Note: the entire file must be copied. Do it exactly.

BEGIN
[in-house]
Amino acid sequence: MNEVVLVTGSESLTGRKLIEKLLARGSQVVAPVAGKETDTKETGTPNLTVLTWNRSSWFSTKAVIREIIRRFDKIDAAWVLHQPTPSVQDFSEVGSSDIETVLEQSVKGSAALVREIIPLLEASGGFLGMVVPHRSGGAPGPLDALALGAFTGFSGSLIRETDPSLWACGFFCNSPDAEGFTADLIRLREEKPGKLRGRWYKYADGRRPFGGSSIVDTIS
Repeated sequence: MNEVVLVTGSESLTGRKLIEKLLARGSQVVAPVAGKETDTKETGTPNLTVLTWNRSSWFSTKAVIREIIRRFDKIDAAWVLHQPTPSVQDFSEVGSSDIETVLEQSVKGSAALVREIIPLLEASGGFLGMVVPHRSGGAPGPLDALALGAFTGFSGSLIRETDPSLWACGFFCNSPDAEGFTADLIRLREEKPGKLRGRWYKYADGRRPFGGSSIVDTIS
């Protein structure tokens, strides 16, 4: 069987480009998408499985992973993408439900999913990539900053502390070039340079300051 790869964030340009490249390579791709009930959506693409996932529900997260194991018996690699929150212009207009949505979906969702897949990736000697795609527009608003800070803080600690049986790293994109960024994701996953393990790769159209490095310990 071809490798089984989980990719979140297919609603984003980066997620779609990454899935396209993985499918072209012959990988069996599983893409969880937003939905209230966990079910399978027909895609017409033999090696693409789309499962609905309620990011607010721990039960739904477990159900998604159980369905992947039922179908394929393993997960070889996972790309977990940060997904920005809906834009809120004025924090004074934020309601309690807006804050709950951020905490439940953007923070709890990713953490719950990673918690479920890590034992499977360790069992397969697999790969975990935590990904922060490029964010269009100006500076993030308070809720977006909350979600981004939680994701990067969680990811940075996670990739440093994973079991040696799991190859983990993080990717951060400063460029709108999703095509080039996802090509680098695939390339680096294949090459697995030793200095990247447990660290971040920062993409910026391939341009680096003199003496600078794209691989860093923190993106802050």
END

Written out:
[in-house]
Amino acid sequence: MNEVVLVTGSESLTGRKLIEKLLARGSQVVAPVAGKETDTKETGTPNLTVLTWNRSSWFSTKAVIREIIRRFDKIDAAWVLHQPTPSVQDFSEVGSSDIETVLEQSVKGSAALVREIIPLLEASGGFLGMVVPHRSGGAPGPLDALALGAFTGFSGSLIRETDPSLWACGFFCNSPDAEGFTADLIRLREEKPGKLRGRWYKYADGRRPFGGSSIVDTIS
Repeated sequence: MNEVVLVTGSESLTGRKLIEKLLARGSQVVAPVAGKETDTKETGTPNLTVLTWNRSSWFSTKAVIREIIRRFDKIDAAWVLHQPTPSVQDFSEVGSSDIETVLEQSVKGSAALVREIIPLLEASGGFLGMVVPHRSGGAPGPLDALALGAFTGFSGSLIRETDPSLWACGFFCNSPDAEGFTADLIRLREEKPGKLRGRWYKYADGRRPFGGSSIVDTIS
């Protein structure tokens, strides 16, 4: 069987480009998408499985992973993408439900999913990539900053502390070039340079300051 790869964030340009490249390579791709009930959506693409996932529900997260194991018996690699929150212009207009949505979906969702897949990736000697795609527009608003800070803080600690049986790293994109960024994701996953393990790769159209490095310990 071809490798089984989980990719979140297919609603984003980066997620779609990454899935396209993985499918072209012959990988069996599983893409969880937003939905209230966990079910399978027909895609017409033999090696693409789309499962609905309620990011607010721990039960739904477990159900998604159980369905992947039922179908394929393993997960070889996972790309977990940060997904920005809906834009809120004025924090004074934020309601309690807006804050709950951020905490439940953007923070709890990713953490719950990673918690479920890590034992499977360790069992397969697999790969975990935590990904922060490029964010269009100006500076993030308070809720977006909350979600981004939680994701990067969680990811940075996670990739440093994973079991040696799991190859983990993080990717951060400063460029709108999703095509080039996802090509680098695939390339680096294949090459697995030793200095990247447990660290971040920062993409910026391939341009680096003199003496600078794209691989860093923190993106802050």